On the 27th of October the Dauphin made his public entry into Paris. The infant Prince occupied a sumptuous cradle presented to him by the Grand Duchess of Florence; and beside him, in an open litter, sat Madame de Montglat, his gouvernante, and the royal nurse. The provost of the merchants and the metropolitan sheriffs met him at some distance from the gates, and harangued him at considerable length; and Madame de Montglat having replied in his name to the oration, the cortege proceeded to the house of Zamet. Two days subsequently he was conveyed in the same state to St. Germain-en-Laye, where, in order that the people might see him with greater facility, the nurse carried him in her arms. The enthusiasm of the crowd, by which his litter was constantly surrounded, knew no bounds; and the heart of that exulting mother, which was fated afterwards to be broken by his unnatural abandonment, beat high with gratitude to Heaven as her ear drank in the enthusiastic shouts of the multitude, and as she remembered that it was herself who had bestowed this well-appreciated blessing upon France.

FOOTNOTES:

[76] Charles de Neufville, Marquis d'Alincourt, Seigneur de Villeroy, secretary and minister of state, knight of the King's Orders, Governor of the city of Lyons, and of the provinces of Lyons, Forez, and Beaujolais.

[77] Mezeray, vol. x. pp. 124, 125.

[78] Sully, Mem. vol. iii. p. 317.

[79] Mezeray, vol. x. p. 125.

[80] Charles Emmanuel, Duke of Savoy, surnamed the Great, was born in the chateau of Rivoles on the 12th of January 1562. He greatly distinguished himself by his gallantry upon several occasions, but tarnished his reputation by an ambition which was unscrupulous. He was remarkable for his literary attainments and for his friendship for men of letters, and was generally esteemed one of the greatest generals of the age. He was also so thorough a diplomatist that it was commonly remarked that it was more difficult to penetrate his designs than the fastnesses of his duchy. He died at Savillan on the 26th of July 1630.

[81] Charles de Gontault, Due de Biron, Peer, Admiral, and Marshal of France, acquired great reputation alike for his valour and his services. He was honoured with the confidence of Henri IV, who created the barony of Biron into a duchy-peerage for his benefit, and loaded him with proofs of his favour; Biron, however, repaid his sovereign with the basest ingratitude by entering into a treaty with the Duke of Savoy and the Spaniards, who were both inimical to France. Having refused to acknowledge his fault, and thereby exhausted the forbearance of the King, he was put upon his trial, convicted of the crime of lese-majeste, and condemned to lose his head. The sentence was carried into execution in the court of the Bastille on the 31st of July 1602.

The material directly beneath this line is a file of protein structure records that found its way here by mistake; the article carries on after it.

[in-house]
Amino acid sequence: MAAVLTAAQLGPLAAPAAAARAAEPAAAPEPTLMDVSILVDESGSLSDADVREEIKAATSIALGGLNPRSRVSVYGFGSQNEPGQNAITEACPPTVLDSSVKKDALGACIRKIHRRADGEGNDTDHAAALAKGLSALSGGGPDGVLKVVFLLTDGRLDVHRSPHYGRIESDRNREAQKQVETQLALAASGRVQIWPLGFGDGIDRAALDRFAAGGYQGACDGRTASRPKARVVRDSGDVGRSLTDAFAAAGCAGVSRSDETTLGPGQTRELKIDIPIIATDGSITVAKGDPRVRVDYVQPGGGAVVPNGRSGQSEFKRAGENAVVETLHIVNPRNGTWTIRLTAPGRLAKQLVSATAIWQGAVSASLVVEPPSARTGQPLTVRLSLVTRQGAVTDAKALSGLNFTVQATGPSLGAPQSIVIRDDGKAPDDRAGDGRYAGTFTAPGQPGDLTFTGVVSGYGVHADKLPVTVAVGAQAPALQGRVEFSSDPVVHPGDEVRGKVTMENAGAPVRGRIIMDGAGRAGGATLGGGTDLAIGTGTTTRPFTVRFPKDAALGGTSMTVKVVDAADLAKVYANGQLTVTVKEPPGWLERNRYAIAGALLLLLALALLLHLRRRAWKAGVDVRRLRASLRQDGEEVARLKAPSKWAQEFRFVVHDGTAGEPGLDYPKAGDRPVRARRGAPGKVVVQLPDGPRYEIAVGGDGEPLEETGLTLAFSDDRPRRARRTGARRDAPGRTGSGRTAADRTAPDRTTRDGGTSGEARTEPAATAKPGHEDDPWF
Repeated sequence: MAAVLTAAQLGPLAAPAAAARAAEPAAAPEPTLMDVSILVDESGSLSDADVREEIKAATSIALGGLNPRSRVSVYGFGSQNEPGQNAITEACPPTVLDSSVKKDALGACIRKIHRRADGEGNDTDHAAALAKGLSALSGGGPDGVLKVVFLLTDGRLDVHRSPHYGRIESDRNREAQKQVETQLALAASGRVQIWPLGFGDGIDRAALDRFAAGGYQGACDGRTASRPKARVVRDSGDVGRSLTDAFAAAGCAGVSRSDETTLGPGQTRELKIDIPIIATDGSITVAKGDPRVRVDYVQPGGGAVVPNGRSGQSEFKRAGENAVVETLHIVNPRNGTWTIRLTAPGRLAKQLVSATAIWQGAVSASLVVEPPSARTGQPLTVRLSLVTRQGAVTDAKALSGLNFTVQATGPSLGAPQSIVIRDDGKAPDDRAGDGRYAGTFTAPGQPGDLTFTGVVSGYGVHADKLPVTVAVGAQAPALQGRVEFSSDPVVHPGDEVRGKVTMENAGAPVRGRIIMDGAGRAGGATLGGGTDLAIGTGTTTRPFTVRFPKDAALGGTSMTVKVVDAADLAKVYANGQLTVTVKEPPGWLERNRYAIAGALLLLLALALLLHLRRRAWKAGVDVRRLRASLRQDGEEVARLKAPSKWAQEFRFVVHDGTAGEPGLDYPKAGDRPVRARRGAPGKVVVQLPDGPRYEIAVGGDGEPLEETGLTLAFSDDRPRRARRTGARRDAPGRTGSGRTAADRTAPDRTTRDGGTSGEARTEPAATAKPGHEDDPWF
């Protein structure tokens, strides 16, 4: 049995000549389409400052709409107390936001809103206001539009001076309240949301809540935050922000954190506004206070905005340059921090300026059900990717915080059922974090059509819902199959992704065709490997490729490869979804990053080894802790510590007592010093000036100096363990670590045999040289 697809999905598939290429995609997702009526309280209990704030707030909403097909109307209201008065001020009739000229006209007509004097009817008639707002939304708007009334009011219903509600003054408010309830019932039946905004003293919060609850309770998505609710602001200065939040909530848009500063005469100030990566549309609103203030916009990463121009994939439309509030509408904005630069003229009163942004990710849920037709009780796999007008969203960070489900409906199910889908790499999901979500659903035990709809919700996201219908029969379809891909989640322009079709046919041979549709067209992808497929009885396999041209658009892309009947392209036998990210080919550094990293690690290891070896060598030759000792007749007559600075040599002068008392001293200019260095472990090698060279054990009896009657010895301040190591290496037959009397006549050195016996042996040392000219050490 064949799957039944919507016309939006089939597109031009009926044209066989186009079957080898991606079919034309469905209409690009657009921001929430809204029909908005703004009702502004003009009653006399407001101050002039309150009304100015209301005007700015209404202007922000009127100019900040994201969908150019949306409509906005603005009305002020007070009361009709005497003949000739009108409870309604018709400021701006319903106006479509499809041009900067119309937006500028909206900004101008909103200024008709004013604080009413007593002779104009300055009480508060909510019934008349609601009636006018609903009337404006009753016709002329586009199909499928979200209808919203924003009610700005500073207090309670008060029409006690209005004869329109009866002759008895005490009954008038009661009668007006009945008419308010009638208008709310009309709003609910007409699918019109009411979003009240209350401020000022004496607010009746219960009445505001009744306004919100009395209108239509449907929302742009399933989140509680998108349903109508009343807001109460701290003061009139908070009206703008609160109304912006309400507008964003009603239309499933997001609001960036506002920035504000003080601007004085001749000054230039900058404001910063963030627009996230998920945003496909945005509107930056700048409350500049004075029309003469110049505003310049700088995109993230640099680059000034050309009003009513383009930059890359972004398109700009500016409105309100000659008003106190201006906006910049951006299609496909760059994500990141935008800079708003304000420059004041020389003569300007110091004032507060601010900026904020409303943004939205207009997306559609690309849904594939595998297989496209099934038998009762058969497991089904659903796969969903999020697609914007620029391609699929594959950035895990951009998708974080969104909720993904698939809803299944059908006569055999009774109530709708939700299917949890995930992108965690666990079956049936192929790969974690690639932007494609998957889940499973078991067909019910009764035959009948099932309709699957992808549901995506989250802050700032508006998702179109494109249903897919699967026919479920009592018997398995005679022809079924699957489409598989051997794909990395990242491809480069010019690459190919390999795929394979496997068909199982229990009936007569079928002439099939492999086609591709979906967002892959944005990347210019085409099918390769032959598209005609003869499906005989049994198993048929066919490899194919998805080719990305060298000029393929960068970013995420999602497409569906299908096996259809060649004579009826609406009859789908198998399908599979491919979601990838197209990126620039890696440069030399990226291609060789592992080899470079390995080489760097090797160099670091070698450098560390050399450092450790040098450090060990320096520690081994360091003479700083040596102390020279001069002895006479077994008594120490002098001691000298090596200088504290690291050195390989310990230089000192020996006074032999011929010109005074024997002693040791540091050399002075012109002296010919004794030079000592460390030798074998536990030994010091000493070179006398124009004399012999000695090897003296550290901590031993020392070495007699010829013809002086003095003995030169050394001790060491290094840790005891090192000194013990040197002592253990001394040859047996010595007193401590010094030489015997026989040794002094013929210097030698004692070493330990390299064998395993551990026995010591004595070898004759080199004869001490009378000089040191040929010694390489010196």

[82] Guichenon, Histoire de Savoie.

[83] Daniel, Histoire de France, vol. vii. p. 386.

[84] L'Etoile, Journal de Henri IV, vol. ii. p. 481.

[85] L'Etoile, vol. ii. pp. 436, 437.

[86] Mezeray, vol. x. p. 127.

[87] Sebastian Zamet was a wealthy contractor, of Italian origin, but who had caused himself to be naturalized in France, in 1581, together with his two brothers, Horace and John-Anthony Zamet. Although he ultimately became the father of an adjutant-general of the King's armies, and of a bishop, it was confidently asserted that during the preceding reign he had been a shoemaker. Be that as it may, it is no less certain that he must have possessed considerable talent, as even during the lifetime of Henri III he was already a rich contractor, and under Henri IV he was esteemed the richest in the kingdom. On the occasion of the marriage of one of his daughters, the notary who was employed to draw up the marriage contract, finding it difficult to define his real rank, inquired by what title he desired to be designated; upon which Zamet calmly replied: "You may describe me as the lord of seventeen hundred thousand crowns." His ready wit first procured for him the favour off Henri IV, which he subsequently retained by a system of complaisance of thoroughly Italian morality. His house was always open to the King, even for the most equivocal purposes; and so great was the familiarity with which he was treated by the dissolute monarch, that the latter constantly addressed him by a pet name, and held many of his orgies beneath his roof.

[88] L'Etoile, vol. ii. pp. 492, 493.

[89] Dreux du Radier, vol. vi. p. 58 n.

[90] L'Etoile, vol. ii. pp. 511, 512.

[91] Sully had recently been appointed grand-master of artillery.